Furniture burned surprisingly well; the dining room chairs were enough for Elliot to keep the feeling in his fingers, but the snap of the blaze and the stink of burning varnish wasn’t enough to keep gloomy thoughts at bay.

“Village’s 20 miles away,” Elliot said. “Never make it in the snow. Dammit, it’s their fault for pushing me out here. How’s anyone supposed to get anything written with committees and classes and all that college everywhere?”

The fire crackled in response; Elliot took this as agreement. “It’s bad enough that the place is full of professional vultures,” he said. “Grading papers five days a week and writing criticism the other two. If someone thinks they can tell Baudrillard he isn’t Marxist enough, they won’t show any mercy to me. No, it’s just more paper to shred, more writing to pick into its component pieces like a fetal pig on a dissection table.”

Ashes glowed and cinders churned; sparks worked their way up the chimney. “They’re afraid,” Elliot said. “they can’t produce anymore; they gave it up. Who wants to write when you can’t help but see all the petty biases and assumption that color it all? As if the endless stuffy papers they churn out are any better. They’ve forgotten how to produce, and they’re scared of anyone who still can.”

He pounded his fist on the cold wooden floor. “I’ll show them. They think they can doom me to obscurity, driving me out into the snow to die. I’ll show those dusty old fossils in the department what a real writer can do.”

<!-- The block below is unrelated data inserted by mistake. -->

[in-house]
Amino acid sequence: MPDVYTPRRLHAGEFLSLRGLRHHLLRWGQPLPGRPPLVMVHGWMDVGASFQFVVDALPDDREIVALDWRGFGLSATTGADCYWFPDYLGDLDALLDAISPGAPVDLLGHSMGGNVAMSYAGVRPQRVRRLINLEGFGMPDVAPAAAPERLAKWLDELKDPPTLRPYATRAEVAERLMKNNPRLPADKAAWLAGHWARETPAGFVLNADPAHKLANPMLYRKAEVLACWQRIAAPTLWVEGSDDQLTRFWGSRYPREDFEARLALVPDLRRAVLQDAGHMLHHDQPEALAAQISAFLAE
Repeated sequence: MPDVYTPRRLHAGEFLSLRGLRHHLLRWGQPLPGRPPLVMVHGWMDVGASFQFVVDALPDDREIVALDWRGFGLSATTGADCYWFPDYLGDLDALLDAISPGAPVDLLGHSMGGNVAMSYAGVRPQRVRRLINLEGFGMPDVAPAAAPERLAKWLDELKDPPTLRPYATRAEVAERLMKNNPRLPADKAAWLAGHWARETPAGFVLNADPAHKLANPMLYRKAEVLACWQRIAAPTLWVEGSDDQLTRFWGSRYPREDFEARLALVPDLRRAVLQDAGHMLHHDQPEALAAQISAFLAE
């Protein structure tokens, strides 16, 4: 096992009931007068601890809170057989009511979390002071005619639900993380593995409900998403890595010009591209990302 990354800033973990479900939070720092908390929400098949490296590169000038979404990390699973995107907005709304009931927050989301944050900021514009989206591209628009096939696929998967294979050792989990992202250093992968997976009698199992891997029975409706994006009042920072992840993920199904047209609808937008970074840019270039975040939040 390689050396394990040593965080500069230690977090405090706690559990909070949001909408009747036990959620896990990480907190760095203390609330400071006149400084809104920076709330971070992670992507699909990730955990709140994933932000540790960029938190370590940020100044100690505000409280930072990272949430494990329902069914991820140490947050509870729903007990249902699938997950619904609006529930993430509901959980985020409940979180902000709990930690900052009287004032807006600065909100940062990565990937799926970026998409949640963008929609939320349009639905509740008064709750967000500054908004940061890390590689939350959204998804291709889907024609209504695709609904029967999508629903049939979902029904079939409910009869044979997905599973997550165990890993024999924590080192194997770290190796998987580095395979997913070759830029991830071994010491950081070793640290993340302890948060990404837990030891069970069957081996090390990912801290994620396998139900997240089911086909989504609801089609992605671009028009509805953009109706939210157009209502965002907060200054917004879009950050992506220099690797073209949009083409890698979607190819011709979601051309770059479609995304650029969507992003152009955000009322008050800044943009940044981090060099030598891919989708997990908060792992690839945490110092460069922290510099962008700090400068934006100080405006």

More chairs went onto the fire in the following hours, and then the table, broken into pieces with a hammer. The bedframe was next, then the bookshelves and cupboard doors. All the while, Elliot scribbled furiously on his pad, stopping only to tear sheets out.

Finally, Dr. Harline’s books went into the blaze. “Screw the feminist reading of Crime and Punishment,” Elliot said, hefting the volume onto the ashes. “Let’s hear the arsonist reading. The Nazi reading. The this-is-why-they-don’t-allow-smoking-in-the-building reading.” The paper burned bright and fast, but before long, the embers were dying.

Things became fuzzy after that. Elliot had a vague recollection of more items offered up to Vulcan for heat, endless spirals of cursive writing snaking across notebook pages, and hoarse shouting and recriminations. The very existence of the Osborn University English department, the publishing industry, and readers at large were questioned in front of a rapt audience of dying coals. Everyone who had kept Elliot’s brilliant prose from attracting the praise it deserved was tried in the cinder court, convicted of obstructionism, and sentenced to hang in the air as frozen breaths.